Water health myths; more irresponsible journalism!

For years I have told my friends and family that you don’t need to drink water to stay healthy. I was sure my fluid intake from coffee, tea, juice, soft drinks, and even beer was enough to keep me alive… And I was probably right, as I am sitting here typing away, completely alive. Yet, having been recently diagnosed with type-2 diabetes, I cannot help but rant that the amount of water I used to drink was probably a leading cause to my condition.

Sure the arguments here are sort of valid, you can get plenty of water from fruit and vegetables, and yes, a can of coke and other drinks are composed mostly of water, but they also provide your body with masses of sugar, which I can attest is something your body just doesn’t need, and over time, something your body will not be able to cope with. So perhaps that calorie free glass of water may be a better choice in the long run, and by telling people they don’t need to drink water, you are essentially giving them reassurance that Coke is it, when really it isn’t!

Now, I don’t want to sound like I am ranting just because I have diabetes, it is highly possible that you can read this while supping a can of coke and eating a Mars bar and nothing bad will happen to you… I survived years doing just that, but I hope that my little rant, may just get a few of you thinking about what you put into your body, and if I can prevent just one person from developing diabetes, than my job here will be successful.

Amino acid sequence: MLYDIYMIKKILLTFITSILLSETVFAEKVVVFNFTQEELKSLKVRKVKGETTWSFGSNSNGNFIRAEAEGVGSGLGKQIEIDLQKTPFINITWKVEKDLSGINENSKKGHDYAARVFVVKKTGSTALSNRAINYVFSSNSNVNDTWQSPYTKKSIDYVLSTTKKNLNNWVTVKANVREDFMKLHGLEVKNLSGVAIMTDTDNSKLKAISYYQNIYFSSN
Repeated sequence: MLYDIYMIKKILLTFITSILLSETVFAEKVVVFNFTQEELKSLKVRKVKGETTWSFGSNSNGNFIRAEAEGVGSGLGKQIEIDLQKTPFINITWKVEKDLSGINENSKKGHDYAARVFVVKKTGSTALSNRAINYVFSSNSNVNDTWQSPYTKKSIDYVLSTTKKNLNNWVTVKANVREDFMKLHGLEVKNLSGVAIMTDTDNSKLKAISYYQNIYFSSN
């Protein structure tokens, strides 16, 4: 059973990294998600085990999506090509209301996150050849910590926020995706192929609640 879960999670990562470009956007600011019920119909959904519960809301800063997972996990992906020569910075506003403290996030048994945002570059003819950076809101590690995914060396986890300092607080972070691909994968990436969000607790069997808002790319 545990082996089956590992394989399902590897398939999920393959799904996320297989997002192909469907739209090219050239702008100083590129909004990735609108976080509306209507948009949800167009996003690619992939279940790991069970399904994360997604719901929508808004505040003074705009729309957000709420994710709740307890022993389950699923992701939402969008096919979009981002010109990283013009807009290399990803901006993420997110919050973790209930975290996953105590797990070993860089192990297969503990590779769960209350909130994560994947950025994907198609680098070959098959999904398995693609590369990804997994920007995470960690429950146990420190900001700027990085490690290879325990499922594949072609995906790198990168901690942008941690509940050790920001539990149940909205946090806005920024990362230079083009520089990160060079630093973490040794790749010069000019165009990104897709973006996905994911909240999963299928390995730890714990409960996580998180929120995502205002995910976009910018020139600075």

Water is amazing – we can’t live without it and we are, in fact, mostly composed of it. So it is not surprising that a whole bunch of half-truths and myths exist about water, especially when it comes to your health.

So here are our top five myths about water.

Myth 1: We should drink eight glasses of water a day to avoid dehydration

Probably one of the most widely-believed yet false beliefs about water – no doubt encouraged by bottled water brands.

According to the British Dietetic Association and the NHS, we should try consume the equivalent of around six to eight glasses of fluid a day, but that’s fluid, not water.

Much of this can be obtained from the food we eat – fruit and vegetables are 80-90 per cent water by weight – and other drinks including milk, tea and coffee.

But even this has come under criticism. Scottish GP Dr Margaret McCartney wrote in the British Medical Journal that there was no strong evidence for the current advice, adding that it was “not only nonsense, but thoroughly debunked nonsense.”

Obviously in hotter, sweatier conditions we need to up our intake to make up for the extra loss, but again, any non-alcoholic drink will suffice.

Your body is very good at regulating water levels; it will get rid of excess by sweat and urine and when levels are low you will feel thirsty and compelled to drink.

Read the other four myths on the Yahoo ‘Health’ website via Water health myths.


One thought on “Water health myths; more irresponsible journalism!

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